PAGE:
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THEMES OF ISOLATION IN SASKATCHEWAN RADIO DRAMA - page 42 / 185

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Timescape: History Plays and Isolation

36

was sold to science and his bones were eventually displayed at Montréal University for

years until his relatives finally were able to obtain his remains and bury him in Willow

Bunch in 1990 (Lesperance J. Edouard Beaupré).

Sapergia and Ursell cite the power of Beaupré’s story as the inspiration for The

Giant Who Wept and subsequent works based upon it. Sapergia recalls that “one of the

reasons I was drawn to the Willow Bunch Giant was that in Moose Jaw a shoe repair

shop had his shoe in the window, and I’d see that shoe and wonder about the man who

could wear it.” Ursell and Sapergia were also inspired by the family’s fight to bring

Beaupré’s remains home for burial. While Sapergia points out that The Giant Who Wept

is meant as a tribute, she also brings up the question of the “voice” of the play. She notes

the value of writing “to celebrate certain things and people and make them known, as in

the case of the Willow Bunch Giant. I don’t know if we would do that story today,

because we don’t come out of the French and Métis cultures which influenced him.40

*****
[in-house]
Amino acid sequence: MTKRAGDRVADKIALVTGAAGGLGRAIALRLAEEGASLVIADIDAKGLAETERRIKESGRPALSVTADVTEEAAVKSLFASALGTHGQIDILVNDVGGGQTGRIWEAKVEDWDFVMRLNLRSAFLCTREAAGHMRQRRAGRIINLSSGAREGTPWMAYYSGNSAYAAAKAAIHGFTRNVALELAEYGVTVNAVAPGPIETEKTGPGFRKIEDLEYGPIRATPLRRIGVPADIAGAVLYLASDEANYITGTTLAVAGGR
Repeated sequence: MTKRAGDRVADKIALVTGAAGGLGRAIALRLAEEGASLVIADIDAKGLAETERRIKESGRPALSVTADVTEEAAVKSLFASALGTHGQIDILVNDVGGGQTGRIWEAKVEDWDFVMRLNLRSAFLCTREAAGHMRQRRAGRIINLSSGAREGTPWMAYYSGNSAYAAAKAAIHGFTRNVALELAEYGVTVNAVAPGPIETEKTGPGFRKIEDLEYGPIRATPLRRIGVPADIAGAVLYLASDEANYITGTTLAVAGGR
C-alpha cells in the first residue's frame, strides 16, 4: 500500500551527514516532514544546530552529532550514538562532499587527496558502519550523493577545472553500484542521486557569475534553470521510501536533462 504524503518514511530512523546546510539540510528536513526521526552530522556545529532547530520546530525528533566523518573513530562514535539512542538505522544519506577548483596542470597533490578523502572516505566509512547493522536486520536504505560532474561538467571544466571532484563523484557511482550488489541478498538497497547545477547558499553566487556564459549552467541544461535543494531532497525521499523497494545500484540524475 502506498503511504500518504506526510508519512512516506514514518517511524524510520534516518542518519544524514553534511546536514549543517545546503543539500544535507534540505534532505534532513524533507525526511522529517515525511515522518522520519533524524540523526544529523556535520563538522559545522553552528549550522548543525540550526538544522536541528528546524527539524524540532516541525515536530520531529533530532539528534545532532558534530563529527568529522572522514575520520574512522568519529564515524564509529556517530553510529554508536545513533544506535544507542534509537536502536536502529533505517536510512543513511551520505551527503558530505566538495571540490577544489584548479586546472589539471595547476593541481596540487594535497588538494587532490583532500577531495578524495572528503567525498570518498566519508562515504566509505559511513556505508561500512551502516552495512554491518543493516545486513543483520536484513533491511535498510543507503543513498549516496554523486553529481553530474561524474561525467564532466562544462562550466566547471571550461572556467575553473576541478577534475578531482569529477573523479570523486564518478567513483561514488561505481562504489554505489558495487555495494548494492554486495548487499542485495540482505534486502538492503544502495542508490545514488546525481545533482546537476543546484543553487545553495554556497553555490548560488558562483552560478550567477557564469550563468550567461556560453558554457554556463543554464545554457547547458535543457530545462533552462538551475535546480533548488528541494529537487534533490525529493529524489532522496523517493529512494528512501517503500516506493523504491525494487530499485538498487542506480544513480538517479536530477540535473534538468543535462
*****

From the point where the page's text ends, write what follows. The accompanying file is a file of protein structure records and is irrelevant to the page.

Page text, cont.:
But then, we also felt it was our story.”

The Giant Who Wept is an intense, almost chaotic collage of Beaupré’s memories,

both narrated and re-lived. This barrage of memories is combined with an intense,

original soundscape. Ursell and Sapergia spoke about how it was meant to affect the

listener:

Ursell – We wanted to convey the fragmentation of his life. His life in the circus--the world he had to live in order to make some money--was such a disconnect from his real existence on the prairie in Willow Bunch. The circus gave him a living, but it was a world which also killed him. It wore him out, it exhausted him. Sapergia –Beaupré was a really absorbing character and we didn’t want him to be pitiful or pathetic, but his life was tragic. There was so little

40 Beaupré had a many-faceted voice himself. He spoke fluent French, English, Cree, and Sioux (Lesperance: Beaupré, J. Edouard).

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